By Julia Tasiopoulos - June 17, 2021
It is critical for teachers and staff to have the ability to contact help and resources from wherever they are. With a panic button, educational professionals can connect with law enforcement, the fire department, emergency medical services, onsite security personnel, and school administrators to trigger an immediate response.
The Rave Panic Button is a smartphone app that replaces physical and often inaccessible wall-mounted panic buttons. Always having access to a panic button in your pocket or bag shaves valuable minutes from response times in an emergency - potentially saving lives. However, the Rave Panic button is more than one big red button on a smartphone screen.
The benefit of having this system in place is that the right service can be provided to the right people in the least possible time. Onsite security - or onsite medical personnel - can deal with an incident as best they can, or provide an initial response to the incident while awaiting the arrival of police, fire or emergency medical service. Onsite personnel can also remove potential obstacles that may delay the arrival of emergency services once they are alerted to the incident. Rave Panic Button also allows your organization to conduct drills to prepare for all types of emergencies, and manage compliance with reporting by school, date range, and drill type.
Navigating an emergency can impact your ability to clearly communicate with responders. Stress, fear, losing connection, or being in a situation where you cannot verbally share critical details can all jeopardize your safety in an emergency.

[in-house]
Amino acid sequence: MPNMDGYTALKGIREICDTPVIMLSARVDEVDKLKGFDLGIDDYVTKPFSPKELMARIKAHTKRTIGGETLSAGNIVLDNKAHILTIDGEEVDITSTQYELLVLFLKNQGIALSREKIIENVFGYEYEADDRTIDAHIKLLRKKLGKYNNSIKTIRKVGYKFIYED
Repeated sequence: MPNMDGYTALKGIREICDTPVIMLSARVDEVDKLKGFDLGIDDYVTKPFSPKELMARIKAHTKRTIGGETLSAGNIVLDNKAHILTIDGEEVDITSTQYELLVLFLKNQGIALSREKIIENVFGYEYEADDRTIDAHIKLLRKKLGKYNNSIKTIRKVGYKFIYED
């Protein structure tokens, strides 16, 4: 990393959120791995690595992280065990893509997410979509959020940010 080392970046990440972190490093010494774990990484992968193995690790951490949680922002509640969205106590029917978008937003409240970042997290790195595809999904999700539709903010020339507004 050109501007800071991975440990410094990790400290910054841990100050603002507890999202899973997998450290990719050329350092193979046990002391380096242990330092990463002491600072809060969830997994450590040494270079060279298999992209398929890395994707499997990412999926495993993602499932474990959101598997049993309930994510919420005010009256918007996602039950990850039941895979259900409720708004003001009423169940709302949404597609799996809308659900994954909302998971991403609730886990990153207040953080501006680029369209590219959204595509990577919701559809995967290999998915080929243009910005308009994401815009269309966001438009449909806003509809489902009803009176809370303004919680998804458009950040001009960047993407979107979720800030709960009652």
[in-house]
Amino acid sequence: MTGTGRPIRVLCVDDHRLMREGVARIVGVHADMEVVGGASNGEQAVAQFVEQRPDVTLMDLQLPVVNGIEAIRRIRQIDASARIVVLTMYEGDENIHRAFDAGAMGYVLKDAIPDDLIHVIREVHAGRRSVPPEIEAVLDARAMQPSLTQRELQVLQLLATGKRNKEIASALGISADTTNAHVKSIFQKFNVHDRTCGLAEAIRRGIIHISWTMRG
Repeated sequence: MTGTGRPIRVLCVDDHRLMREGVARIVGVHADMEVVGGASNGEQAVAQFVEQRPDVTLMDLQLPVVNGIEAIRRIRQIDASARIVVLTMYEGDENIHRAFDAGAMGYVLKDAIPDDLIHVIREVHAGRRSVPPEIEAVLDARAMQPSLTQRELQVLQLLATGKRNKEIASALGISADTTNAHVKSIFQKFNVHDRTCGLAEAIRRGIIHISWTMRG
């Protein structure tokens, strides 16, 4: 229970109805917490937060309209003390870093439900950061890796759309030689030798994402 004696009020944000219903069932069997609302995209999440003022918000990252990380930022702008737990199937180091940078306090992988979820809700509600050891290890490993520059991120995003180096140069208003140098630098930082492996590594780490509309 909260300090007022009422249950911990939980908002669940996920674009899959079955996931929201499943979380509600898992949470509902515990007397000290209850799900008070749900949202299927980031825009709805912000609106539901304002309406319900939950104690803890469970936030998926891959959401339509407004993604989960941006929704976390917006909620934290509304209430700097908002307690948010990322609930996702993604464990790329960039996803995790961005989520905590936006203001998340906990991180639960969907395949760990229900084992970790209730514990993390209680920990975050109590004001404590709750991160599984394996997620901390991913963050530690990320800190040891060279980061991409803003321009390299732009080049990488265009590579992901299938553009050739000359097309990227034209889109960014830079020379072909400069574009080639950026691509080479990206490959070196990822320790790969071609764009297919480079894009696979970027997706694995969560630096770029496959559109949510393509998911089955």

Enhanced 911 (E911), informally referred to as location services for 9-1-1 calling, connects you to the appropriate PSAP that is closest to your location and automatically sends your validated physical location and telephone number to the connected operator. This helps ensure that responders are dispatched to the correct location even if the caller cannot verbally communicate their location with the operator. Basic 9-1-1 calling, on the other hand, requires the distressed caller to tell the 9-1-1 dispatcher their location.
Alyssa’s Law is a legislation, named in remembrance of Alyssa Alhadeff, a victim of the 2018 Marjory Stoneman Douglas High School tragedy that addresses the issue of response time when a life-threatening emergency occurs. The law, already passed in New Jersey and Florida and pending in Texas, calls for the installation of silent panic alarms that are directly linked to first responders so they can get on the scene as quickly as possible, eliminate the threat, and triage any victims. To comply with Alyssa’s Law, Rave Panic Button alert system is already being utilized by dozens of schools in New Jersey and Florida.
This depends on the nature of the incident. In the event of a non-emergency incident, a teacher or other authorized user can alert onsite personnel to an event and the type of assistance required. This is done choosing from a selection of pre-set messages to send to a recipient list. The app can also be used to send custom messages during an incident to provide directions or updates to onsite personnel.
In the event of an emergency, a 9-1-1 call is initiated. The 9-1-1 call dispatcher instantly sees where the call originated, who used the Rave Panic button and what type of emergency service is being requested. The system also enables the 9-1-1 call dispatcher to view details of the facility - such as the best access routes, floor plans of campus buildings and other information such as utility cutoff points. Access to such detailed information contributes to saving time and saving lives.